Glioblastoma is the most aggressive and malignant form of glioma, a type of primary brain cancer. Surgery is often used to treat gliomas, along with radiation. However, since surgery and radiation fail to cure the disease, doctors may turn to additional radiation or chemotherapy. In early stages glioblastoma tumors often grow without symptoms and therefore can become quite large before symptoms arise. When the tumor becomes symptomatic, tumor growth is usually very rapid and is accompanied by altered brain function, and if left untreated the disease becomes lethal. Although primary treatment is often successful in temporarily stopping the progression of the tumor, glioblastomas almost always recur and become lethal.
Does a combination of radiation therapy and the inhibition of integrins (key molecules in angiogenesis) improve the chance of cure in cancer?
Researchers at Wake Forest University Baptist Medical Center have identified a second promising treatment target for glioblastoma multiforme, one of the most deadly types of brain tumors. The research results are reported in the October issue of Molecular Cancer Research.
...a discovery that could pave the way for more effective cancer treatments.
Scientists from J. Craig Venter Institute, Ludwig Institute for Cancer Research, and The Johns Hopkins University School of Medicine identified three novel mutations in two receptor tyrosine kinases in glioblastoma tumors using high throughput sequencing.
Despite aggressive treatment, glioblastoma multiforme (GBM) - the most common and deadly of brain cancers - usually claims the lives of its victims within six to 12 months of diagnosis. Because GBM is so aggressive, the disease has been the target of a number of laboratory and clinical studies investigating the effectiveness of gene therapy to deliver novel therapies to the brain.
According to new research there is a suggestion that gene variants known to raise the risk of asthma, might also decrease the risk of a common type of brain cancer that progresses rapidly and is fatal.
Glioblastoma multiforme (GBM) affects three out of 100,000 people, a rate that quadruples to 13 out 100,000 among people who are 65 and older. The average five-year survival rate from the time of diagnosis for GBM is only 3.3 percent, and is lower for people 65 and older.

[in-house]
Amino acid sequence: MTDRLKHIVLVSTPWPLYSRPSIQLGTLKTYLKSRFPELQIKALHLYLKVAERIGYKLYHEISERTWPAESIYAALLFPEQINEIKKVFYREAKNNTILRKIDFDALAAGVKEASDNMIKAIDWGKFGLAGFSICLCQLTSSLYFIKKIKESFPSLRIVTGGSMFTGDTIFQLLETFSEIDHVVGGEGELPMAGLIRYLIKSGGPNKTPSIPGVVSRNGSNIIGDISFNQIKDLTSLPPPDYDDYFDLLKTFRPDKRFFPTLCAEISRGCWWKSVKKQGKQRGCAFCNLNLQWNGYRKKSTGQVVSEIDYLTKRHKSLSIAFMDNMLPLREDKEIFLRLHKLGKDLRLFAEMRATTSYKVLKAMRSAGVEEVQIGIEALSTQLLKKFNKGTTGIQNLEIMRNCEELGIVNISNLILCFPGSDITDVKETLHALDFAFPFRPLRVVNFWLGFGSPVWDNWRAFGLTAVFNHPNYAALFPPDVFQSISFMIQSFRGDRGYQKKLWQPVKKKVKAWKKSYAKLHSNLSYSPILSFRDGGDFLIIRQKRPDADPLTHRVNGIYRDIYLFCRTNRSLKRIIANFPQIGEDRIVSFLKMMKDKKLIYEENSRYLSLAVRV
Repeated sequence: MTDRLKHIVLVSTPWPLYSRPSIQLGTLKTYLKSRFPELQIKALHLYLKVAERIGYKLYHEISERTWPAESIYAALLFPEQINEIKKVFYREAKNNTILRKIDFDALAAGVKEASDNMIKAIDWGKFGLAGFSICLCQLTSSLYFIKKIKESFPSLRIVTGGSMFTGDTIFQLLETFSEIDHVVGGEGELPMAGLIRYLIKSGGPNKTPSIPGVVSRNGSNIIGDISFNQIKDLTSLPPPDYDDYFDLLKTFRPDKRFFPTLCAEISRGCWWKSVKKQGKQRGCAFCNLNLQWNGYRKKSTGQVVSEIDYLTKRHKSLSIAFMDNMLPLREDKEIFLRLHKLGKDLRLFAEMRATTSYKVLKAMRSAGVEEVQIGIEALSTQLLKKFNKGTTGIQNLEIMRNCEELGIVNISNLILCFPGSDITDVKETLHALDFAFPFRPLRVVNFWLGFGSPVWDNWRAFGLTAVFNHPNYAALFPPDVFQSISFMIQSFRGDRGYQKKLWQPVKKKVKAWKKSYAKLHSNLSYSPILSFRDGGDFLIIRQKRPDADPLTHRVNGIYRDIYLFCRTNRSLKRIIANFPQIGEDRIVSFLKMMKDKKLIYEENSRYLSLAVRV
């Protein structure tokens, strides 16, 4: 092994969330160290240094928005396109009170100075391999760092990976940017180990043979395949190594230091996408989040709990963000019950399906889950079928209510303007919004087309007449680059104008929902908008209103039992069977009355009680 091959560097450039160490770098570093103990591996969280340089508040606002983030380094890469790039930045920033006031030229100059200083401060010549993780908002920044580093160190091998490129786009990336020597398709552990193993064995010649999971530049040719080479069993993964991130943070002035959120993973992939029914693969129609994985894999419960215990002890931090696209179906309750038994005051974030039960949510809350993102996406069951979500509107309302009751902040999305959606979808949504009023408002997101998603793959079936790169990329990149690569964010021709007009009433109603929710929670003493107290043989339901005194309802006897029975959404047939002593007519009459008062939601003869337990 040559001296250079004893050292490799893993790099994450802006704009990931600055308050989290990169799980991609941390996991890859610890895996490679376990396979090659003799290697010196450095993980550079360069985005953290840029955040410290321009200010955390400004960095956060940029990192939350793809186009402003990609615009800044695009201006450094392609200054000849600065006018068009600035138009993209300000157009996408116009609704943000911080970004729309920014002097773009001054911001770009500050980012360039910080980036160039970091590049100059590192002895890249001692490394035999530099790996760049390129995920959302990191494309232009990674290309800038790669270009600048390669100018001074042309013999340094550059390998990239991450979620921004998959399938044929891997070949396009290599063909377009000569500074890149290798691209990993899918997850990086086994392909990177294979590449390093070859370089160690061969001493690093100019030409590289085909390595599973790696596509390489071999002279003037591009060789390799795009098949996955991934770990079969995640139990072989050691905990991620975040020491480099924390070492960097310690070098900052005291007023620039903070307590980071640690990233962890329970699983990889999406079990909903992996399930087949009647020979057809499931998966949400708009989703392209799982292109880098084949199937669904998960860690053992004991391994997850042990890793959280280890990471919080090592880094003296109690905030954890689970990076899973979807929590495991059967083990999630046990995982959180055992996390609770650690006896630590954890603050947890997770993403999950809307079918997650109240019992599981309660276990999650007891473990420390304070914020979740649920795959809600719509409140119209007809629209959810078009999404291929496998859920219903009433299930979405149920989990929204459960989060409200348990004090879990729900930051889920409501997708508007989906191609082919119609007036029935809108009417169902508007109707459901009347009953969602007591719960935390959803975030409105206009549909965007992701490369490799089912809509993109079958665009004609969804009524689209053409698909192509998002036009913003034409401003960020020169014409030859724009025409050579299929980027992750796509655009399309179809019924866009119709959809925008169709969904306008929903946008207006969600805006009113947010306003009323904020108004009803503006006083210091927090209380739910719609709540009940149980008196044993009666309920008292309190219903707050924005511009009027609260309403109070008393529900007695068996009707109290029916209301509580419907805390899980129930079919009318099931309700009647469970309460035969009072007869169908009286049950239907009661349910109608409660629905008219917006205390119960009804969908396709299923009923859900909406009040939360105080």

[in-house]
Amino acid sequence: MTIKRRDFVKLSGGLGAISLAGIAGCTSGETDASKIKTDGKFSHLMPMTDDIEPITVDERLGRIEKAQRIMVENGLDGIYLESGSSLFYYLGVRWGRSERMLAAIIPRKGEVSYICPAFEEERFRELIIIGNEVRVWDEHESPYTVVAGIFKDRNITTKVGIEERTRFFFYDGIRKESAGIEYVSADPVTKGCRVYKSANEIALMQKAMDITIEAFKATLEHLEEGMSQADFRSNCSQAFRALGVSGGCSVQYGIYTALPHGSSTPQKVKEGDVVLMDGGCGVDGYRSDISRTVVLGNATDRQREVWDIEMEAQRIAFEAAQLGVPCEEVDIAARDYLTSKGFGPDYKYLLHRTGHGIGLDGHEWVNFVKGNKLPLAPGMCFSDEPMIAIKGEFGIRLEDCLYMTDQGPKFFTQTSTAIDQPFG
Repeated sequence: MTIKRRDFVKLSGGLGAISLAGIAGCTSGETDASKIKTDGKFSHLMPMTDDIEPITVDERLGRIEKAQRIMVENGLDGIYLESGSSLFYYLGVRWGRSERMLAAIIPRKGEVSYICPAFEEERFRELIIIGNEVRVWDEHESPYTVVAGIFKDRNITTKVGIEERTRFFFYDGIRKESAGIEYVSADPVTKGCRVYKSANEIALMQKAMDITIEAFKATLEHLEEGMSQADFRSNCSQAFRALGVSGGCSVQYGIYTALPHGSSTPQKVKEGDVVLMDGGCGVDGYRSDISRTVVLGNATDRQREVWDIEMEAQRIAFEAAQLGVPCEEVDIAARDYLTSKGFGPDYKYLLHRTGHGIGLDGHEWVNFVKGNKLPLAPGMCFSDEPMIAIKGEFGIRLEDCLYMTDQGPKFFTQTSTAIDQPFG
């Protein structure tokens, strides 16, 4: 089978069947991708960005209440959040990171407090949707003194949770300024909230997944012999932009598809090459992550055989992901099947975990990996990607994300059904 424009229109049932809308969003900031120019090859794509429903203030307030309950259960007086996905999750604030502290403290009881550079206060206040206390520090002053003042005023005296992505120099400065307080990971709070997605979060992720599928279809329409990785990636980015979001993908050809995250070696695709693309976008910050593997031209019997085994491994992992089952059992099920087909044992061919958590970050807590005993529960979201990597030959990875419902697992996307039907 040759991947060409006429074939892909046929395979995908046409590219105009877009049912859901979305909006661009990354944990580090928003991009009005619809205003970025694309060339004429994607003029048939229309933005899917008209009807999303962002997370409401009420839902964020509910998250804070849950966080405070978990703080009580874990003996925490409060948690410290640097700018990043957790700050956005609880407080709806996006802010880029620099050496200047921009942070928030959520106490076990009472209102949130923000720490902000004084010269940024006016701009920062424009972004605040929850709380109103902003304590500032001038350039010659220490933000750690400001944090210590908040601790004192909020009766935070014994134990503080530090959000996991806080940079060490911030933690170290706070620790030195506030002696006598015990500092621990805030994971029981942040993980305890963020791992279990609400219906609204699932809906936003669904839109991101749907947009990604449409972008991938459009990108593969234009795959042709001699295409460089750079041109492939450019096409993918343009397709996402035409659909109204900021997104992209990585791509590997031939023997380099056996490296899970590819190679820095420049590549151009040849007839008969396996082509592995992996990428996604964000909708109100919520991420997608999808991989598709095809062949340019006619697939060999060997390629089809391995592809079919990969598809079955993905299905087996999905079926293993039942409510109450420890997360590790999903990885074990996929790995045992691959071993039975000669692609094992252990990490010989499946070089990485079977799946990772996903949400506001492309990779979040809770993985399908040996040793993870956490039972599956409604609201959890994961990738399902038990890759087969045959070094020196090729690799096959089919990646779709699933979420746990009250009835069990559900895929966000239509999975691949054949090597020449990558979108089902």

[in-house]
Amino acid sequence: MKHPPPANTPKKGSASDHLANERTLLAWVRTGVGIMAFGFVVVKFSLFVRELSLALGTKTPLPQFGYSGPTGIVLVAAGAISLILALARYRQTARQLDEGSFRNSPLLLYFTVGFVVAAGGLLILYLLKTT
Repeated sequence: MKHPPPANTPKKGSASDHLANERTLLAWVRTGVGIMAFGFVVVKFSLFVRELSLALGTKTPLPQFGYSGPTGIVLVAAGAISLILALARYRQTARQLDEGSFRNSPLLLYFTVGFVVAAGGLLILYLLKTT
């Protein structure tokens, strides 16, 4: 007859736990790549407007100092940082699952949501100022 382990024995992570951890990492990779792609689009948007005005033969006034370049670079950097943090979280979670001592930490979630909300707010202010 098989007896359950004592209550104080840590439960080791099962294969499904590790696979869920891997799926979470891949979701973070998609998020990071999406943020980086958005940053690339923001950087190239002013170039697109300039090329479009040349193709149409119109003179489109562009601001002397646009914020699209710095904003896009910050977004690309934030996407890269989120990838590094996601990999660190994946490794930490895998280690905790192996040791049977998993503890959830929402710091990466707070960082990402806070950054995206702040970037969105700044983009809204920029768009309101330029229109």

Researchers have found two biomarkers that, in patients with a malignant type of brain tumor called glioblastoma multiforme, were associated with response to the cancer drug erlotinib (Tarceva).
In the August issue of the journal Oncogene, researchers at Cedars-Sinai Medical Center's Maxine Dunitz Neurosurgical Institute describe a molecular mechanism that appears to make malignant brain tumors more vulnerable to chemotherapy after they have been treated with the dendritic cell vaccine.
Schering-Plough announced today that the European Commission has granted approval of Temodal (temozolomide) Capsules for first-line use for the treatment of patients with newly diagnosed glioblastoma multiforme (GBM), the most common and aggressive form of primary brain cancer.
Lorus Therapeutics today announced that its wholly owned subsidiary, GeneSense Technologies Inc. (GeneSense), has received notice from the European Patent Office of its intention to grant GeneSense's application for a patent of its novel antisense drug, GTI-2501.
Yale School of Medicine scientists have identified a virus that targets and kills glioblastoma, a deadly type of human brain tumor resistant to current medical or surgical treatment, according to a study published as the cover article in the Journal of Virology.
Researchers at Wake Forest University Baptist Medical Center have found promising new molecular targets and treatment approaches for some of the most malignant brain tumors.
The first study identified a protein that seems to control the malignant features of brain tumor cells, suggesting a new treatment target for anti-cancer drugs. Researchers found that a little-known protein called Fra-1 was effective in controlling vascular endothelial growth factor D, a factor that promotes the growth of new blood vessels in most malignant brain tumors.
The nucleus of an atom contains protons and neutrons. However, some atoms of the same chemical element can have varying numbers of neutrons, giving so-called isotopes of that element.
Schering-Plough today reported that the U.S. Food and Drug Administration (FDA) has granted approval for Temodar (temozolomide) Capsules for use in combination with radiotherapy for the treatment of adult patients with newly diagnosed glioblastoma multiforme (GBM), a form of malignant brain cancer.
A large international study conducted by the European Organisation for Research and Treatment of Cancer (EORTC) in collaboration with the National Cancer Institute of Canada (NCIC) Clinical Trials Group demonstrated that the addition of a novel chemotherapy agent, Temozolomide (brand name: Temodal®) to radiation therapy increases survival in patients suffering from glioblastoma, a very aggressive form of a brain tumour.
An international team of scientists and cancer specialists has identified which patients with the deadly form of brain tumours called glioblastomas are likely to live longer if they are treated with temozolomide, and which patients are likely to get only marginal, if any, benefit.
When he's not in the operating room performing surgery, Donald M. O'Rourke, M.D., Associate Professor of Neurosurgery at the University of Pennsylvania School of Medicine is fighting brain tumors from the research laboratory bench.
A Finnish research group has been the first in the world to publish an article in which BNCT treatment has had an excellent response in a patient with head and neck cancer for whom there was no other treatment available.